Matsuo Bashô: Oku no Hosomichi
(Nine Translations of the Opening Paragraph)
Days and months are travellers of eternity. So are the years that pass by. Those who steer a boat across the sea, or drive a horse over the earth till they succumb to the weight of years, spend every minute of their lives travelling. There are a great number of ancients, too, who died on the road. I myself have been tempted for a long time by the cloud-moving wind — filled with a strong desire to wander.
It was only towards the end of last autumn that I returned from rambling along the coast. I barely had time to sweep the cobwebs from my broken house on the River Sumida before the New Year, but no sooner had the spring mist begun to rise over the field than I wanted to be on the road again to cross the barrier-gate of Shirakawa in due time. The gods seem to have possessed my soul and turned it inside out, and roadside images seemed to invite me from every corner, so that it was impossible for me to stay idle at home. Even while I was getting ready, mending my torn trousers, tying a new strap to my hat, and applying moxa to my legs to strengthen them, I was already dreaming of the full moon rising over the islands of Matsushima. Finally, I sold my house, moving to the cottage of Sampû for a temporary stay. Upon the threshold of my old home, however, I wrote a linked verse of eight pieces and hung it on a wooden pillar. The starting piece was:
Behind this door
Now buried in deep grass,
A different generation will celebrate
The Festival of Dolls.
Translated by Nobuyuki Yuasa
(The Narrow Road to the Deep North and Other Travel Sketches, 1966)
Moon and sun are passing figures of countless generations, and years coming or going wanderers too. Drifting life away on a boat or meeting age leading a horse by the mouth, each day is a journey and the journey itself home. Amongst those of old were many that perished upon the journey. So when was it I, drawn like blown cloud, couldnt stop dreaming of roaming, roving the coast up and down, back at the hut last fall by the river side, sweeping cobwebs off, a year gone and misty skies of spring returning, yearning to go over the Shirakawa Barrier, possessed by the wanderlust, at wits end, beckoned by Dôsojin, hardly able to keep my hand to any thing, mending a rip in my momohiki, replacing the cords in my kasa, shins no sooner burnt with moxa than the moon at Matsushima rose to mind and how, my former dwelling passed on to someone else on moving to Sampûs summer house,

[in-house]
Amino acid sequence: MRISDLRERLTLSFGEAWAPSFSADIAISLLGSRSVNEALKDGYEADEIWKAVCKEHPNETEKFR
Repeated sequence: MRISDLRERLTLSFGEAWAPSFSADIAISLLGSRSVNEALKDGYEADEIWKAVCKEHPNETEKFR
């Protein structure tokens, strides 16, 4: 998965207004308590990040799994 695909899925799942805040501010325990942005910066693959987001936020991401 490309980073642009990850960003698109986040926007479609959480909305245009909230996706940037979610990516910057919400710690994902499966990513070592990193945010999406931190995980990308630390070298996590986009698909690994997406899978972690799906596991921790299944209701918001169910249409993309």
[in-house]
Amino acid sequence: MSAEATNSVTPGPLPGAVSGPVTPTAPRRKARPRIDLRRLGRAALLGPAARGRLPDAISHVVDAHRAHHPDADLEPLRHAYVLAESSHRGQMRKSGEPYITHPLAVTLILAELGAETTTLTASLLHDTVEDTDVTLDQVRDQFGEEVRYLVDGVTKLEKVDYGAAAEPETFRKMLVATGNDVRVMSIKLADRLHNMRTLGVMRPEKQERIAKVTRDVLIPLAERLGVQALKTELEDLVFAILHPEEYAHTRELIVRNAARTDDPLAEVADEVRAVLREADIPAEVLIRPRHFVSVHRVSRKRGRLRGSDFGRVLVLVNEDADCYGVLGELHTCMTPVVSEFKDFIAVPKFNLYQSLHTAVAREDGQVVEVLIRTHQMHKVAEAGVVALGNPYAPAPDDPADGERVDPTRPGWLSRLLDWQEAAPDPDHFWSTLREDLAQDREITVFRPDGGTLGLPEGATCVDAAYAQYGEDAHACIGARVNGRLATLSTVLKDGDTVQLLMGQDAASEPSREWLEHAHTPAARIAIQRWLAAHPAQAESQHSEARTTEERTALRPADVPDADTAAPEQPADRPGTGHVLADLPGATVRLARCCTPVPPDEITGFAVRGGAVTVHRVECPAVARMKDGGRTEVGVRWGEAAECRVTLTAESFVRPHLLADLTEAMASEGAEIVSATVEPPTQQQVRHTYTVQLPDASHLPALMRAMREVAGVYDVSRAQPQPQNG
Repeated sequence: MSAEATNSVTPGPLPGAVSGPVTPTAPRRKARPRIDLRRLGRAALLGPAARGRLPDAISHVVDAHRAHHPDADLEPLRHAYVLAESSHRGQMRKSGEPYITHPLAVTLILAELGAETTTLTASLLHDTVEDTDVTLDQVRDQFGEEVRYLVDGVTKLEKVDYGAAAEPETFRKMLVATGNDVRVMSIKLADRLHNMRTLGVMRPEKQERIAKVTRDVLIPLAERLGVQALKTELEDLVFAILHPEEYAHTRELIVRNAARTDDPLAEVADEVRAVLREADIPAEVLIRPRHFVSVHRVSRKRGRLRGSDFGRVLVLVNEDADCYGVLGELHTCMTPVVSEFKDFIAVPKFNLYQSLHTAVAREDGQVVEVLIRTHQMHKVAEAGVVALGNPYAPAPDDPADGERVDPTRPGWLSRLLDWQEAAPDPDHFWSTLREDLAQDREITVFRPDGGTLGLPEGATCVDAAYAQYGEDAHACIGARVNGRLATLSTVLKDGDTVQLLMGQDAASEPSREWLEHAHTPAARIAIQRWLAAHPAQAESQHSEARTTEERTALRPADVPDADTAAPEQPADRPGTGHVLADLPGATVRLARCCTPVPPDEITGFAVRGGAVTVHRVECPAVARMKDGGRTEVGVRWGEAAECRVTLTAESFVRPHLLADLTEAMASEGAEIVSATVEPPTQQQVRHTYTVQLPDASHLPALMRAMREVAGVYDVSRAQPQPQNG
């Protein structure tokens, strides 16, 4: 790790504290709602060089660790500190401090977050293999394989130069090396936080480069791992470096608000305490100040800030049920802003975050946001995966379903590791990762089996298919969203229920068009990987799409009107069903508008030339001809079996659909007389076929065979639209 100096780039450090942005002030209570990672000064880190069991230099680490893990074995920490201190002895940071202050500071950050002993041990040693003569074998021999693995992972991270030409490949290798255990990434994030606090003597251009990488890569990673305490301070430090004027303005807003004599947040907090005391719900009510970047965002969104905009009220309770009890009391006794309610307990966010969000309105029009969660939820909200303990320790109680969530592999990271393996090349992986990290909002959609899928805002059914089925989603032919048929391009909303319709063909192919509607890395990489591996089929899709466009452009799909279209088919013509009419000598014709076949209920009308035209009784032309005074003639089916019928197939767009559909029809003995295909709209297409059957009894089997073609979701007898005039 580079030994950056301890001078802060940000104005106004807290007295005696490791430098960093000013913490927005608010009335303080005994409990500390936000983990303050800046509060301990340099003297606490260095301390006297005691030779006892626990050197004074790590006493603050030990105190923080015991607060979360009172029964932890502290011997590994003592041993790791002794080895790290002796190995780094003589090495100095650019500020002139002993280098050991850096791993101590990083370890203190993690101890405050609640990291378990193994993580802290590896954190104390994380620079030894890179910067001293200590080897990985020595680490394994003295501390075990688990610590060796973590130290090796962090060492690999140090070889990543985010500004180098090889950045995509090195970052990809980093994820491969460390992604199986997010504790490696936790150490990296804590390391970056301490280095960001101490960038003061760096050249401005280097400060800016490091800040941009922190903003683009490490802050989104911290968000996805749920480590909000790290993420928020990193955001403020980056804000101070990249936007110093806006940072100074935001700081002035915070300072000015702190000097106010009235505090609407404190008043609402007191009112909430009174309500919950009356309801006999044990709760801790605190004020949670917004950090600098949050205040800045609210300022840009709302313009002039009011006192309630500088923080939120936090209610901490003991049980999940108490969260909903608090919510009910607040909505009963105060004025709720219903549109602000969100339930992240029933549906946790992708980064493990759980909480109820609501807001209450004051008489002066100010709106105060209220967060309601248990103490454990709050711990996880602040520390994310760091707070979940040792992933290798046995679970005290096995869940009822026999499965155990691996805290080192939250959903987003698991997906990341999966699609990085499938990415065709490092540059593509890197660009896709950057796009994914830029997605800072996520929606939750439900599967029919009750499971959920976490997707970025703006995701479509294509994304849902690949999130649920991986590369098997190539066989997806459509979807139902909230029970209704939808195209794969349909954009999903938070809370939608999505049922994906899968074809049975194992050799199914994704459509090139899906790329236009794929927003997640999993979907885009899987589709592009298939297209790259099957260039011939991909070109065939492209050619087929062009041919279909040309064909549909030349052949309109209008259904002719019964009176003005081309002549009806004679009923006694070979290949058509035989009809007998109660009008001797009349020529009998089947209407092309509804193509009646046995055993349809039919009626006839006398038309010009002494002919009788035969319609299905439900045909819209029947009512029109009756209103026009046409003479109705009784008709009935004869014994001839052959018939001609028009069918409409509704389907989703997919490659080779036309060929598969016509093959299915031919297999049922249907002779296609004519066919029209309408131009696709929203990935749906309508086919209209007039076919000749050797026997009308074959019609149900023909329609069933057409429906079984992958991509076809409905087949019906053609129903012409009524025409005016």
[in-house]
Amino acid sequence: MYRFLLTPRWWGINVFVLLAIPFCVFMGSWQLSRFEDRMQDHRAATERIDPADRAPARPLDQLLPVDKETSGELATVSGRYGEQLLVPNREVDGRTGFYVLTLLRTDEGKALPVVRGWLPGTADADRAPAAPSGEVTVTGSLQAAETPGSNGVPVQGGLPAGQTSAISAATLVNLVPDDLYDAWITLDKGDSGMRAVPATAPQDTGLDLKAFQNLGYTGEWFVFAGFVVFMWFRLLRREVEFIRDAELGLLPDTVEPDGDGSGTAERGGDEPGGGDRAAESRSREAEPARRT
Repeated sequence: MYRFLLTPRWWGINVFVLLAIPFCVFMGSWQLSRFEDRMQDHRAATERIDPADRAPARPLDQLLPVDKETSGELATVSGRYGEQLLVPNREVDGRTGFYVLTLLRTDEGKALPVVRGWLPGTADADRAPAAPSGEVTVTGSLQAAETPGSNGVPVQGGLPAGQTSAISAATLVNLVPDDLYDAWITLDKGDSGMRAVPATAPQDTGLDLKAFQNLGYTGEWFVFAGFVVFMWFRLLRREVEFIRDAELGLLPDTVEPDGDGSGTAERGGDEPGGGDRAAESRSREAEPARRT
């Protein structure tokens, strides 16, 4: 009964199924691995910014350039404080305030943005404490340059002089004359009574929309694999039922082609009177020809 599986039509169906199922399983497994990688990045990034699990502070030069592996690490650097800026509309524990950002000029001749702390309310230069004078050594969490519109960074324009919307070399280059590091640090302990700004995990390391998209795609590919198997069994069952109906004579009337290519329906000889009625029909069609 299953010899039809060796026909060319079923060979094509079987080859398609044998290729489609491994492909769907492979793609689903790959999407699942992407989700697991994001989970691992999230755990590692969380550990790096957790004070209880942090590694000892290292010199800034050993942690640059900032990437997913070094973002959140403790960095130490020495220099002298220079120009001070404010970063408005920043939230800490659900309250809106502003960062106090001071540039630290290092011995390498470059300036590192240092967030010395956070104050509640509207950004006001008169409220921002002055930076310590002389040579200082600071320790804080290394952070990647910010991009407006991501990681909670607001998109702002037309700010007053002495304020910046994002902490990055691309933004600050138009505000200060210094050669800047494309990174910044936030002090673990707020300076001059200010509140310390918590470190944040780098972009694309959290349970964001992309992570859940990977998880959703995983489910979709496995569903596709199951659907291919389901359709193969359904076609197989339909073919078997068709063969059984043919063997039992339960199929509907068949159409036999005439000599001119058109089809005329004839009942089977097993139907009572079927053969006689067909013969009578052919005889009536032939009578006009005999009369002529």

the grass door too
a dolls house
(from the eight omote) set on a post of the hut.
Translated by Cid Corman and Kamaike Susumu
(Back Roads to Far Towns, 1968)
The months and days are the wayfarers of the centuries and as yet another year comes round, it, too, turns traveler. Sailors whose lives float away as they labor on boats, horsemen who encounter old age as they draw the horse around once more by the bit, they also spend their days in travel and make their home in wayfaring. Over the centuries many famous men have met death on the way; and I, too, though I do not know what year it began, have long yielded to the wind like a loosened cloud and, unable to give up my wandering desires, have taken my way along the coast. Last autumn, as I cleaned the old cobwebs from my old dilapidated house by the riverside, I found that the year had suddenly drawn to its close. As the sky of the new year filled with the haze of spring, I thought of going beyond the Shirakawa Barrier, and so possessed was I by some peripatetic urge that I thought I had an invitation from the god of travelers himself and so became unable to settle down to anything. I mended my underpants, re-corded my rain hat, and took three bits of moxa cautery. I could not put from my mind how lovely the moon must be at Matsushima. I disposed of my property and moved to Sampûs villa.
My old grasshut
Lived in now by another generation
Is decked out with dolls.
This and the rest of the first eight stanzas of a haikai I left posted on a pillar of my cottage.
Translated by Earl Miner
(The Narrow Road Through the Provinces, in Japanese Poetic Diaries, 1969)
The passing days and months are eternal travellers in time. The years that come and go are travellers too. Life itself is a journey; and as for those who spend their days upon the waters in ships and those who grow old leading horses, their very home is the open road. And some poets of old there were who died while travelling.
There came a day when the clouds drifting along with the wind aroused a wanderlust in me, and I set off on a journey to roam along the seashores. I returned to my hut on the riverbank last autumn, and by the time I had swept away the cobwebs, the year was over.
But when spring came with its misty skies, the god of temptation possessed me with a longing to pass the Barrier of Shirakawa, and road gods beckoned, and I could not set my mind to anything. So I mended my breeches, put new cords on my hat, and as I burned moxa on my knees to make them strong, I was already dreaming of the moon over Matsushima.
I sold my home and moved into Sampûs guest house, but before I left my cottage I composed a verse and inscribed it on a poem strip which I hung upon a pillar:
This rude hermit cell
Will be different now, knowing Dolls
Festival as well.
Translated by Dorothy Britton
(A Haiku Journey: Bashôs Narrow Road to a Far Province, 1980)
The sun and the moon are eternal voyagers; the years that come and go are travelers too. For those whose lives float away on boats, for those who greet old age with hands clasping the lead ropes of horses, travel is life, travel is home. And many are the men of old who have perished as they journeyed.